Hon­or­ing a per­son’s ho­li­ness by know­ing his name

Austin American-Statesman - - THE PLANNER - Judy Knotts is a parish­ioner of St. John Neu­mann Catholic Church, and for­mer head of St. Gabriel's Catholic School and St. Michael's Catholic Acad­emy.

Such a sim­ple thing: I stick out my hand and say with a smile, “Hello, my name’s Judy, what’s yours?”

This works in busi­ness cir­cles and of­ten breaks the cor­po­rate awk­ward­ness in re­cep­tions and meet­ings. It works in so­cial set­tings where some­times strangers are among the guests. And it works when I see home­less peo­ple on street cor­ners or in food lines. Some­one has to make the first move in all of these sit­u­a­tions. A smile paves the way, and ex­chang­ing names is the start of a re­la­tion­ship no mat­ter how fleet­ing.

A name is more than a name. It has sig­nif­i­cance, power and de­serves some sort of rev­er­ence. In our school­ing, we learned that there are nouns — la­bels for per­sons, places and things. Some nouns are com­mon nouns, like lake or grand­mother. When we in­sert a name, such as Lake Su­pe­rior or Grand­mother Stu­art, they be­come proper nouns, and we show re­spect, I think, by cap­i­tal­iz­ing them.

Ex­pec­tant par­ents pour over books and web­sites of baby names or ex­plore fam­ily his­tory. They want the ideal name for their baby. Some add ju­nior, or a Ro­man nu­meral to a name to carry on the fam­ily legacy.

In the Jewish tra­di­tion, ba­bies are of­ten named after some­one who died, at least, be­gin­ning the new name with the same let­ter to con­nect the child to fam­ily his­tory and re­mem­bered virtues.

In the Chris­tian world, par­ents once were ex­pected to name their child after a saint, a mid­dle name might suffice, al­though this is less pres­sured to­day and thus there are fewer chil­dren in class­rooms named Agatha or Cle­ment and more named Am­ber and Carter.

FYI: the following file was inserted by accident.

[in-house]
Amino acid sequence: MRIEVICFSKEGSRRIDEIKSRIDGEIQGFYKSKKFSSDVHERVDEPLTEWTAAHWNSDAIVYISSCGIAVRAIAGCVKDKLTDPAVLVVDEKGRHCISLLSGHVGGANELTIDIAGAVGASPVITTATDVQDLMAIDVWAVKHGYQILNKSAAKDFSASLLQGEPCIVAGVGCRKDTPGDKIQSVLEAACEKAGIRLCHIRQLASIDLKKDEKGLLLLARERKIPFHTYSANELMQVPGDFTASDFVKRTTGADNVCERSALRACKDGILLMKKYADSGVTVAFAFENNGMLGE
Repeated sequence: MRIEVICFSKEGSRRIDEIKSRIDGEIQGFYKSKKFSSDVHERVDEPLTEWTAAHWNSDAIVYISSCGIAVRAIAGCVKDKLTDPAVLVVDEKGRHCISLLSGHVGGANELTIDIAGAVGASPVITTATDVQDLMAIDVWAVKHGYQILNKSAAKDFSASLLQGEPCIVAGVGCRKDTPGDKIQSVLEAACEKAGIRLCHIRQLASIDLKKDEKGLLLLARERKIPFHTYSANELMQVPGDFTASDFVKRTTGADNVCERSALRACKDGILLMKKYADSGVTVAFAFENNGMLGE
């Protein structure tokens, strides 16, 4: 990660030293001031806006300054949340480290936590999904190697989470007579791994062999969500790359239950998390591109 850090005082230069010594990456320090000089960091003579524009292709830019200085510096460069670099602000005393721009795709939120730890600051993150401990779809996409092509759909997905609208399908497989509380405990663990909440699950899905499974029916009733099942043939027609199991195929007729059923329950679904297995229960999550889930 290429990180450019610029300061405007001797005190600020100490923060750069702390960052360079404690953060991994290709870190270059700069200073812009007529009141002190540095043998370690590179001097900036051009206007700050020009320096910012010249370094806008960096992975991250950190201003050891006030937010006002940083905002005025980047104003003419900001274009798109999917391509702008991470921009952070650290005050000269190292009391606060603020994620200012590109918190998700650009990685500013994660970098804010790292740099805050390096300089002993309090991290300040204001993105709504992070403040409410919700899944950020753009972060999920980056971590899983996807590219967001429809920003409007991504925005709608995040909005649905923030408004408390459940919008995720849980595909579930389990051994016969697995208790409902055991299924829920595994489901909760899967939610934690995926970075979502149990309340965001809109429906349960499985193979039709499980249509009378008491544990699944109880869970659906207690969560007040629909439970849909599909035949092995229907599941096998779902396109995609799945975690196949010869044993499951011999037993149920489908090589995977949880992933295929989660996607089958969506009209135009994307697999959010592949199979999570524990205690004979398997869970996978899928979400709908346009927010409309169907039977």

In Na­tive Amer­i­can cul­tures, Dr. Elisabeth Wauga­man tells us in “Names and Iden­tity: The Na­tive Amer­i­can Nam­ing Tra­di­tion” that chil­dren might have two or three given names dur­ing their life­time which “in­spires the in­di­vid­ual to con­tinue to change through­out life.”

Peo­ple en­ter­ing the re­li­gious life are of­ten en­cour­aged to take a new name to sig­nify their iden­tity and com­mit­ment to the faith. Even Popes go this route. Jorge Mario Ber­goglio, who be­came Pope of the Ro­man Catholic Church on March 13, 2013, chose as his pa­pal title, Fran­cis, after St. Fran­cis of As­sisi. He ex­plained to an au­di­ence of jour­nal­ists days later why he had cho­sen the name: “For me, he [St. Fran­cis of As­sisi] is the man of poverty, the man of peace, the man who loves and pro­tects cre­ation; these days we do not have a very good re­la­tion­ship with cre­ation, do we?” It is easy to see the con­nec­tion here between these two hum­ble men named Fran­cis.

Home­less friends of mine, have self-se­lected names — Bear, Mighty Mouse, Lit­tle Feet, Wolf, Shorty, Chief, Rep­tile, Pop­corn, Momma, Mis­sis­sippi, Crash and Rodeo. These names are pre­cious to them and I use them with joy.

When I was a young child, grow­ing up with a very Catholic dad, I re­mem­ber hear­ing about The Holy Name So­ci­ety. I had no idea then what it meant, be­sides imag­in­ing some group of se­ri­ous adults with se­cret hand­shakes. Later, in­trigued, I checked out this so­ci­ety. It had its roots as early as the 13th cen­tury as a group open to lay peo­ple and clergy pro­mot­ing rev­er­ence to the holy name of God. I have read that Jews will not pro­nounce G-D in ev­ery­day us­age. It is “the name that can­not be spo­ken.” How amaz­ing is our com­mon awe for the creator,

As a cul­ture to­day, we have drifted from the di­rec­tion in Philip­pi­ans 2:10, “that at the name of Je­sus, ev­ery knee should bend…” to peo­ple us­ing OMG as a stan­dard re­mark when as­ton­ished. To my way of think­ing, this ca­sual use of OMG is ac­tu­ally a vi­o­la­tion of the Fourth Com­mand­ment: “Thou shall not take the Lord’s name in vain.” How­ever in­no­cent an ac­tion, this still seems an af­front to our God and to peo­ple of faith.

Names are the most in­ti­mate sym­bol of a per­son’s be­ing. They are in­ter­twined. The name be­comes the per­son. The per­son be­comes the name.

“Do not fear, for I have re­deemed you;

I have called you by name; you are mine.” Isa­iah 43: 1 Ev­ery per­son is a gift from God.

Ev­ery name is holy.

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